Since we here started writing at Ultrabook-News we have witnessed a number of Ultrabooks which claim to be the lightest in the world. It is important with any of these so called ‘lightest’ devices however that you split them in to segments by screen size, as the size of a screen generally dictates how light an ultra-portable can really be.
In the case of the NEC LaVie Z, however, this Ultrabook is incredibly light whichever way you look at it. This 13.3” display-totting thin and light is for sale only in Japan currently however it was created in partnership with Lenovo the second largest PC manufacturer in the world, leading some analysts to predict that this here laptop could make its way over to UK and European shores at some point in the future, if by the products second flavour.
The NEC then joins the Gigabyte X11 which claims to be the lightest 11.6” Ultrabook in the world and the Lenovo Carbon X1 which claims to be the lightest 14” Ultrabook in the world. Joining the ranks of giants is no easy task, however NEC have more than pulled the cat out of the bag with this one.
Light is not the word
Following on from the above, let’s compare the X11, Carbon X1 and LaVie Z in the weight department:
Gigabyte X11 11.6” – 975g
Lenovo Carbon X1 14” – 3lbs, or 1360g
NEC LaVie Z 13.3” – 875g
From the above, you can make out quite easily that the NEC LavieZ is one incredibly light Ultrabook and so much so that it is a full 100 grams lighter than Gigabyte’s 11.6” option, which is quite an amazing feat to say the least. What’s more, the NEC laptop is a full 475 grams lighter than the Lenovo Carbon X1 despite it having a marginally smaller display (0.7”); to put that in to context, that’s almost a weight saving of an Amazon Kindle Fire which weighs in at 413g.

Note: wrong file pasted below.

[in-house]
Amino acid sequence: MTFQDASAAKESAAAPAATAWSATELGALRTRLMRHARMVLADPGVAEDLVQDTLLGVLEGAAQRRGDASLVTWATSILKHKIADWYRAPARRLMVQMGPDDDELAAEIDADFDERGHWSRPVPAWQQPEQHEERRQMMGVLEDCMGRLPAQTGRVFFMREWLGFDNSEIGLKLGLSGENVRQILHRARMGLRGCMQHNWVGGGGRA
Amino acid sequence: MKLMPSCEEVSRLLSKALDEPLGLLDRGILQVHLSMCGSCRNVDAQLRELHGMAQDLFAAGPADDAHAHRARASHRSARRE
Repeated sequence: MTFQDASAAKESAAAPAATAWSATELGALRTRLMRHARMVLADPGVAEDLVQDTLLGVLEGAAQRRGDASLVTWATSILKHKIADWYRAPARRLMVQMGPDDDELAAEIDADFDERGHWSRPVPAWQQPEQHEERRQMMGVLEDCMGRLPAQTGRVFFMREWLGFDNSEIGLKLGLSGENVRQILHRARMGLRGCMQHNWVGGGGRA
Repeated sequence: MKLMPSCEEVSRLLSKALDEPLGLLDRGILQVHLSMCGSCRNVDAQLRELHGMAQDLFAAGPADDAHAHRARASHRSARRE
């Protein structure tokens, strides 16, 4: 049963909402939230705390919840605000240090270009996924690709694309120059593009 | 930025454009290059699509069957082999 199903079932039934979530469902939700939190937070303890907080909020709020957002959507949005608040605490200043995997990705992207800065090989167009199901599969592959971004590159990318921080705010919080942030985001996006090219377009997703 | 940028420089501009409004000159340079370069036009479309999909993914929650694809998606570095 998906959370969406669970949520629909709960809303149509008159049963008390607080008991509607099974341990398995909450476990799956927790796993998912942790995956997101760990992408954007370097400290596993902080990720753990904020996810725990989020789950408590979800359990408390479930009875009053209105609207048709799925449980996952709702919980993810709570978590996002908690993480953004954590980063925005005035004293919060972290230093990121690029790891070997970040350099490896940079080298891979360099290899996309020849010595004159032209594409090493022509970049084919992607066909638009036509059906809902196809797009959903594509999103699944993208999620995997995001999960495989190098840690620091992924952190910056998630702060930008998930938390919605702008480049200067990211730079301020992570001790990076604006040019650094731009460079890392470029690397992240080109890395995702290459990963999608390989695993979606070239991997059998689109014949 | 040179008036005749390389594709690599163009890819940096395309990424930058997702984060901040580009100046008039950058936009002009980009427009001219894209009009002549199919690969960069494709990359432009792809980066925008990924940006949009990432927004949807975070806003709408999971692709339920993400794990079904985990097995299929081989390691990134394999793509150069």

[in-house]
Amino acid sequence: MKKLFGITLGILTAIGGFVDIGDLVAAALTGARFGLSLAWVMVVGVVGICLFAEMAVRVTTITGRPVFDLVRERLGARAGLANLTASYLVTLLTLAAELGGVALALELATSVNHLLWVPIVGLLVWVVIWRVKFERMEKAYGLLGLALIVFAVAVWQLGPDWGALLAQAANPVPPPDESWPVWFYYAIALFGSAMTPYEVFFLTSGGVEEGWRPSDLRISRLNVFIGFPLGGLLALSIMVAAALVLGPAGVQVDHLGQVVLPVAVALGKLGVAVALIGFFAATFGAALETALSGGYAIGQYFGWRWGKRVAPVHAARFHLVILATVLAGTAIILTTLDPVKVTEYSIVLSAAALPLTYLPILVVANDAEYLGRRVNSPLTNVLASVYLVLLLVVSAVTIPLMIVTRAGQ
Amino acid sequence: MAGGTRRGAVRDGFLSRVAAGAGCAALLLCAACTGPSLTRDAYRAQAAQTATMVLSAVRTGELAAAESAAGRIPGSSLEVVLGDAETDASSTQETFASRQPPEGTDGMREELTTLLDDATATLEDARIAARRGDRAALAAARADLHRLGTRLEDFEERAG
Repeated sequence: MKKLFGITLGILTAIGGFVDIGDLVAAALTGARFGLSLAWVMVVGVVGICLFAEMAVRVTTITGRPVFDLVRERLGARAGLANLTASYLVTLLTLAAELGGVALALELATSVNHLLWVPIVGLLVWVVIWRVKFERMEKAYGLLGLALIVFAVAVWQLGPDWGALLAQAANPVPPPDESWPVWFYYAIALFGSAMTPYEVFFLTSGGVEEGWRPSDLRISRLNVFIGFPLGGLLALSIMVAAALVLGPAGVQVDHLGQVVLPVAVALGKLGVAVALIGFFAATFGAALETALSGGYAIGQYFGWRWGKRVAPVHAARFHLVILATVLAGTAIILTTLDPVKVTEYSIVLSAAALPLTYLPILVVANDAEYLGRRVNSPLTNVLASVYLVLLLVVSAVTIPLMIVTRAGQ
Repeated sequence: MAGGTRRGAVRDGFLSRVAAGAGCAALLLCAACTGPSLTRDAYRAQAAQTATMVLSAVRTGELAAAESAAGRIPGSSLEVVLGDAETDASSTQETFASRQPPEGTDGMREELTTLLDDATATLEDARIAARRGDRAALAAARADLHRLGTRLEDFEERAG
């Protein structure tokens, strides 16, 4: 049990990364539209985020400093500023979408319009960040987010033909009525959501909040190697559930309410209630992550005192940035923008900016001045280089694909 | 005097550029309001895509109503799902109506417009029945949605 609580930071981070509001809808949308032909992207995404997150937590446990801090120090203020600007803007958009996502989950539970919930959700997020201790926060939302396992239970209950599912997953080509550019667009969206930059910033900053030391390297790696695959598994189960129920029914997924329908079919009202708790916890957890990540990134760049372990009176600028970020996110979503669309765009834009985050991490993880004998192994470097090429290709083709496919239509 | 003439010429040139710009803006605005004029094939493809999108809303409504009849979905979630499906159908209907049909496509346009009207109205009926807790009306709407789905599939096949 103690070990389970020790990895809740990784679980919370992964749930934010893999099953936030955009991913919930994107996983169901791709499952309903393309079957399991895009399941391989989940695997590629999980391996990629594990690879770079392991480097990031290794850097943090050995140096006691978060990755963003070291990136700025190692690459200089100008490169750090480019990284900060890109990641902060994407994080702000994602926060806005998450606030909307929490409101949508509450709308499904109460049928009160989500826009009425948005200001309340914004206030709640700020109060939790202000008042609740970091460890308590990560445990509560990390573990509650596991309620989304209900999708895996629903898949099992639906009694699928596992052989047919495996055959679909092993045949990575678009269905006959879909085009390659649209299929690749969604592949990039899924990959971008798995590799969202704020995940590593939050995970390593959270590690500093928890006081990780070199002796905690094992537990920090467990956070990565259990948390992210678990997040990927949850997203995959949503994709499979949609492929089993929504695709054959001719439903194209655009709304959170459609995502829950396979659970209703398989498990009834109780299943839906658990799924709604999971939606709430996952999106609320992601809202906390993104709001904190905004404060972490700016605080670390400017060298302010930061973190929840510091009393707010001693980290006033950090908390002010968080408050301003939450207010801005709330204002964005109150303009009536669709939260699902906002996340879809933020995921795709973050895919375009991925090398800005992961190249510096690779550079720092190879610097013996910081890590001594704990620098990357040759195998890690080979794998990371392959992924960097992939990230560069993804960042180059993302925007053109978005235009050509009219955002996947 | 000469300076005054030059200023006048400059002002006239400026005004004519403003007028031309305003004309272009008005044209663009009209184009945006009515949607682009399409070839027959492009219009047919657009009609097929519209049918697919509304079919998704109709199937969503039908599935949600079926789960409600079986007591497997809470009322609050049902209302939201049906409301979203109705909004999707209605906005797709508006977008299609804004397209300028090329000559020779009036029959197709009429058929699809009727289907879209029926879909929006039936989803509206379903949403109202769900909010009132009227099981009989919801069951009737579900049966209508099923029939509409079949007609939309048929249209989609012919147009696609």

So how is the NEC LaVie Z so light and how does it make its ‘lightest’ brothers look so fat? Well that’ll be down to the build. It is made from a magnesium lithium alloy which is both great at expelling heat and is also extremely strong, offering up little to no flex in the lid and a great foundation for the keyboard. Whilst its two lightest competitors above use carbon fibre for their build, the alloy the LaVie Z uses can be created thinner and still produce the strength.
Specification wise from the weight, it is hard to believe that as standard NEC will ship the LaVie Z with an Intel Ivy Bridge Core i5-3317U processor, 128GB SSD, HDMI out and a built in card reader. Of course, USB 3.0 also makes an appearance here, as part of Intel’s Ultrabook guidelines. Any doubts surrounding the 13.3” display can be put to rest too, as this here Ultrabook packs a 1600 x 900 screen resolution.
Overall then there is plenty to like about the NEC LaVie Z, namely its weight and its build quality. The specifications are pretty amazing too, and with a claimed battery life of 8.1 hours, it’ll keep on going way past your bed time. NEC look to have hit pretty much every single nail on the head with this book’, and in the future, a touch screen version is more than likely as to keep up with the latest releases from the IFA in Berlin.
In Japan, the base specification Core i5 model will cost ¥130,000 whilst the more powerful Core i7 version will cost ¥160,000. Roughly that translates to £1030 and £1250 respectably in the UK, however as noted there is no word on the street as to when if ever we will see it in stores.